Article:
Parents Suing Chicago Teachers Union Over COVID-19 Strike

Catrina Petersen | March 27, 2024

(The Center Square) — Parents of Chicago school students are suing the Chicago Teachers Union seeking damages over a teachers strike during COVID-19 that kept children out of school longer.

The lawsuits, filed by attorneys Patrick Hughes and Daniel Suhr from Hughes and Suhr LLC, stem from a strike that took place in January 2022. The attorneys said the strikes forced Chicago parents to face unexpected childcare costs, take unpaid leave from work and cope with additional financial strains.

John Kugler is a former employee of the Chicago Teachers Union and said he was there to help prepare the January 2022 strike.

“The 2022 COVID strike was more about the union election than it was about COVID. Remember, there was also a mayoral election and the strike was used to see what the strength of Stacy Davis Gates would be” in a match up against Mayor Lori Lightfoot, Kugler said.

The CTU ultimately supported Brandon Johnson in the mayoral election. Johnson beat Lightfoot to become mayor. 

The recent lawsuit filed in Cook County Circuit Court accuses the union and leadership of allegedly conspiring to call an illegal strike. The union was protesting Chicago Public Schools. CTU claims CPS didn’t do enough to protect them from the spread of COVID-19.

Kugler said part of the rationale behind the CTU’s decision to walk out on students likely rests with Davis Gates’ desire for public office. During the course of the strike, Lightfoot repeatedly referred to it as an “illegal work stoppage.”

In May 2022, Davis Gates was elected president of the union after previously serving as vice president under Jesse Sharkey, who stepped down. Davis Gates defeated two other challengers to become president.

Teacher strikes are illegal in eight of the 10 largest school districts in the nation, with Chicago being one of the two districts where strikes are allowed. Los Angeles Unified School District is the other, according to the Illinois Policy Institute.

A spokesman from the Hughes and Suhr LLC law firm said in Chicago Public Schools, 76% of all students are classified as low-income. They said teachers earn nearly twice the average income of the families they serve and the timing and length of the strike was particularly egregious.

Kugler said, in his opinion, CTU deserves punitive consequences. Before he left his position, Kugler was employed by the CTU for over 10 years, where he was part of the union while strike preparation was happening. He said there’s a process to strike.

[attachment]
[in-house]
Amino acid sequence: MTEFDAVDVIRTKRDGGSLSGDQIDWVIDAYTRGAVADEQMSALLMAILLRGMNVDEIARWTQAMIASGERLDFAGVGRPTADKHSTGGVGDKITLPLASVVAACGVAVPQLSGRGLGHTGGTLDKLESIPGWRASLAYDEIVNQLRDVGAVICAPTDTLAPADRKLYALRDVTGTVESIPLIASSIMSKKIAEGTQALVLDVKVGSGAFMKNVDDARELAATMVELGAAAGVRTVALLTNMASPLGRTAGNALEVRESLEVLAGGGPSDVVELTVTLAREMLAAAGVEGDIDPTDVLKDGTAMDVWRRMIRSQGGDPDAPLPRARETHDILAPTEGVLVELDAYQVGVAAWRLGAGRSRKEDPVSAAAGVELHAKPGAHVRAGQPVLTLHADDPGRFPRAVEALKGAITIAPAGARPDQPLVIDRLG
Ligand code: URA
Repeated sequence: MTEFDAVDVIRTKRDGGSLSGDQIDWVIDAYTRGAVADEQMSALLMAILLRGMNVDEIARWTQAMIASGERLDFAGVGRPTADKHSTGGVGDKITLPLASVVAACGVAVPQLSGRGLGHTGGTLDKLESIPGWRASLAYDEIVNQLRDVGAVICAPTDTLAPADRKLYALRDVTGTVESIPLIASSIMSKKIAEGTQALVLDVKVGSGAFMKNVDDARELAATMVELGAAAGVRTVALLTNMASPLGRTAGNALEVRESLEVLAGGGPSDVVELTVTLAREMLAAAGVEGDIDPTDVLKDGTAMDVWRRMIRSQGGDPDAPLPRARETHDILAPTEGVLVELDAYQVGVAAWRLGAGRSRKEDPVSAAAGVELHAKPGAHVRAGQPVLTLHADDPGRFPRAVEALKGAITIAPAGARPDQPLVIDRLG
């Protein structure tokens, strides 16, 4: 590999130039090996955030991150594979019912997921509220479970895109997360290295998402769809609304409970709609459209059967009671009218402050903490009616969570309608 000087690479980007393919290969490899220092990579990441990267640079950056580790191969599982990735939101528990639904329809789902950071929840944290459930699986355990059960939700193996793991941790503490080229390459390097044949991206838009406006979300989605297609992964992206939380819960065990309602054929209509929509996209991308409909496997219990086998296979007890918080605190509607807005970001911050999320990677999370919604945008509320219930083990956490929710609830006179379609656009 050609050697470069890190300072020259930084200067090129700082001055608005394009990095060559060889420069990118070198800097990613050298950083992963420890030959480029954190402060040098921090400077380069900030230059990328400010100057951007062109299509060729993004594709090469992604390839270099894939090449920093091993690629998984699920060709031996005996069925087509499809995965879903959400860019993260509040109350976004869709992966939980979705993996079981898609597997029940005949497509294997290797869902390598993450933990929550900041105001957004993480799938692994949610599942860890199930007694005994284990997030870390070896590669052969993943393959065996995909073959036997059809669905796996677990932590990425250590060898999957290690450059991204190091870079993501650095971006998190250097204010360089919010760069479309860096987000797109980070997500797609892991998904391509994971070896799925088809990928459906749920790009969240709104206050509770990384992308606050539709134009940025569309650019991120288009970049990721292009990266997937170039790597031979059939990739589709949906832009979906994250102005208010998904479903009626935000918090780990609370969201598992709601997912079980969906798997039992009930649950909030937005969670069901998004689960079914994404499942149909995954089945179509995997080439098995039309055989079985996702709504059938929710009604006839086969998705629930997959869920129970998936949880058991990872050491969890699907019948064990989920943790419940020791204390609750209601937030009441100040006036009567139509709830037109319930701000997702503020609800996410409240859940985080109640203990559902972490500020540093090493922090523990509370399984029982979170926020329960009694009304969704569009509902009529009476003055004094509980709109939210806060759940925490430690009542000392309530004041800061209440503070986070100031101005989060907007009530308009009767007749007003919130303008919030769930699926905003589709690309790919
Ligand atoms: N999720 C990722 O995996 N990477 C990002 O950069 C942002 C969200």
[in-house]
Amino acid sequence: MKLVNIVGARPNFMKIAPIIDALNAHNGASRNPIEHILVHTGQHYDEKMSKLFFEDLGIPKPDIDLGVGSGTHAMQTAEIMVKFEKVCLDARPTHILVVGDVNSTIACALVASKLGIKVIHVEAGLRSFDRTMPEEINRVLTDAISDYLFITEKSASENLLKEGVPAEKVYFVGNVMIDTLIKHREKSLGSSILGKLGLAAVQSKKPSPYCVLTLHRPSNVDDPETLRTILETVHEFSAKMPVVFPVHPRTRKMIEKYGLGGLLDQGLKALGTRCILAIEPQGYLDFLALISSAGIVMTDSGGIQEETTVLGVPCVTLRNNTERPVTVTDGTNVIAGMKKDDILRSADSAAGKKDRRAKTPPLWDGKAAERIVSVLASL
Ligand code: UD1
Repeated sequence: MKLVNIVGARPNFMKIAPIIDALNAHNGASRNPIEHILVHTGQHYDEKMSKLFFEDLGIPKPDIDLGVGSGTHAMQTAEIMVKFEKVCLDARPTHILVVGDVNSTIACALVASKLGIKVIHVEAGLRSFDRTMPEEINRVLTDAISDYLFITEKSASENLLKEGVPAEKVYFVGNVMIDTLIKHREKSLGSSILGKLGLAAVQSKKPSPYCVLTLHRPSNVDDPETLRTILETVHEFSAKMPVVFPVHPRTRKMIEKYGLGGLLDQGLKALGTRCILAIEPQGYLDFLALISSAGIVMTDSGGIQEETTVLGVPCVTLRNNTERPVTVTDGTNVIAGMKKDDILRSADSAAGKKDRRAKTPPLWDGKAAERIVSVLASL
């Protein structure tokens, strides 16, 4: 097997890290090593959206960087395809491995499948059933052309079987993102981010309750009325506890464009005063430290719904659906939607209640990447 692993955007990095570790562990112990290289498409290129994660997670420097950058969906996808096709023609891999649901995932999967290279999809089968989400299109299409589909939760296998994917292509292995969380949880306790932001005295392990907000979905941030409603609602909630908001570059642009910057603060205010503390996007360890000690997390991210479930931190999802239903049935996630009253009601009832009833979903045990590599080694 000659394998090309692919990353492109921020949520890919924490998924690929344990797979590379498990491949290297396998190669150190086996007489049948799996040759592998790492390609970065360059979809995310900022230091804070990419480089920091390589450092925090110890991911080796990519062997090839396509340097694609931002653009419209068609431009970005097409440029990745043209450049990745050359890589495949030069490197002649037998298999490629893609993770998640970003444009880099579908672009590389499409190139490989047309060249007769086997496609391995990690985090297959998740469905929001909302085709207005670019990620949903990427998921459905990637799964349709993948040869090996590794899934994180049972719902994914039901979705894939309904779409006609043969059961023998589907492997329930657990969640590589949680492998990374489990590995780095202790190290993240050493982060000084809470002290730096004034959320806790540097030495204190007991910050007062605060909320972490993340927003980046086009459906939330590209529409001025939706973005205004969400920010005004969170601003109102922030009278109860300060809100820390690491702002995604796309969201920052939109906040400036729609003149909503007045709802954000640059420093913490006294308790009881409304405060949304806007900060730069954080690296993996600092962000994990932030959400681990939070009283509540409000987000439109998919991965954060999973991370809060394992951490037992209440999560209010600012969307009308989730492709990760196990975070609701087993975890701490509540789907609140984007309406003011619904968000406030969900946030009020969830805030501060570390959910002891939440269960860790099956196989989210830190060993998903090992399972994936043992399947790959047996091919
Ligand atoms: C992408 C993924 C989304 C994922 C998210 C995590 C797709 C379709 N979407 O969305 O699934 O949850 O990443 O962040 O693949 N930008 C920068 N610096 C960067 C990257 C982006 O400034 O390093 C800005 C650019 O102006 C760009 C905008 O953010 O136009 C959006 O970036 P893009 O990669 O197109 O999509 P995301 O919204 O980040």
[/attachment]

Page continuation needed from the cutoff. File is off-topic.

“You have to take votes, give notice, and have mediation. None of that happened. Well then you can say, ‘well we are taking a wildcat strike because of some working conditions, COVID is unsafe.’ If you do that you need some paperwork, like grievances. None of that happened,” said Kugler. “Naturally if you scare people enough they’re going to vote with you.”

A spokesman from Hughes and Suhr LLC said the January 2022 strike, along with violating provisions under Illinois law, also breached the collective bargaining agreement between CTU and CPS.

The 2024 Hughes and Suhr LLC lawsuit isn’t the first lawsuit. There was a lawsuit in 2022 at the time of the strike and Jeffrey Schwab, senior counsel at the Liberty Justice Center, said the intent with that lawsuit was really to get them to stop the strike.

“It really created a problem for a lot of parents when all of sudden, without much notice, their kids were home from school on days when they expected the kids to be in school,” said Schwab. 

Schwab was skeptical of the motivation behind the strike and whether it really was about COVID and unsafe working conditions.

“The teachers were back in school after the Christmas break for a few days before they went on strike and that struck me as odd,” said Schwab. “If you’re saying the teachers were unsafe in schools then why even go back for a few days after break.”

The Liberty Justice Center lawsuit from 2022 is over.

In the 2024 lawsuit, attorneys Hughes and Suhr are representing lead Chicago plaintiff Ammie Kessem, who is a police officer with two children in CPS at the time of the strike. The plaintiffs are trying to get a Cook County Circuit Court judge to certify the case as a class action lawsuit.